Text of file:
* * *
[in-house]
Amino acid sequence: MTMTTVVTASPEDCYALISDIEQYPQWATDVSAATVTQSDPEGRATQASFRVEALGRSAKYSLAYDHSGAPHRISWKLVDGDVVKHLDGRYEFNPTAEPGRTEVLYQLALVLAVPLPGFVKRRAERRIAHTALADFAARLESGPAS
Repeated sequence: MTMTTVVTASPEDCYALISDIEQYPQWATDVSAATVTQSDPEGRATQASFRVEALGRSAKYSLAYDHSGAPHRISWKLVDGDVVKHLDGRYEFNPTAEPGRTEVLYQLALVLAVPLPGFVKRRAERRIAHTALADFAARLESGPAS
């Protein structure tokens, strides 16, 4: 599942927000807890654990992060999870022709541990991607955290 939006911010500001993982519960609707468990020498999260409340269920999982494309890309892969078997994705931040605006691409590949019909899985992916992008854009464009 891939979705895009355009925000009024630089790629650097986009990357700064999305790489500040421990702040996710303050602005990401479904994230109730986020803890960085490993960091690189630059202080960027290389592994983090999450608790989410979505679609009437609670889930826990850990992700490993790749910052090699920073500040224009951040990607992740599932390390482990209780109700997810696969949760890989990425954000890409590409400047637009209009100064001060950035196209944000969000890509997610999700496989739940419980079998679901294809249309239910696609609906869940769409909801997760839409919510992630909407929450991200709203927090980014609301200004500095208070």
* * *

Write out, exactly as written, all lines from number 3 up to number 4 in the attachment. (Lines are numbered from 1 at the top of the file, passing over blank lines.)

Repeated sequence: MTMTTVVTASPEDCYALISDIEQYPQWATDVSAATVTQSDPEGRATQASFRVEALGRSAKYSLAYDHSGAPHRISWKLVDGDVVKHLDGRYEFNPTAEPGRTEVLYQLALVLAVPLPGFVKRRAERRIAHTALADFAARLESGPAS
């Protein structure tokens, strides 16, 4: 599942927000807890654990992060999870022709541990991607955290 939006911010500001993982519960609707468990020498999260409340269920999982494309890309892969078997994705931040605006691409590949019909899985992916992008854009464009 891939979705895009355009925000009024630089790629650097986009990357700064999305790489500040421990702040996710303050602005990401479904994230109730986020803890960085490993960091690189630059202080960027290389592994983090999450608790989410979505679609009437609670889930826990850990992700490993790749910052090699920073500040224009951040990607992740599932390390482990209780109700997810696969949760890989990425954000890409590409400047637009209009100064001060950035196209944000969000890509997610999700496989739940419980079998679901294809249309239910696609609906869940769409909801997760839409919510992630909407929450991200709203927090980014609301200004500095208070």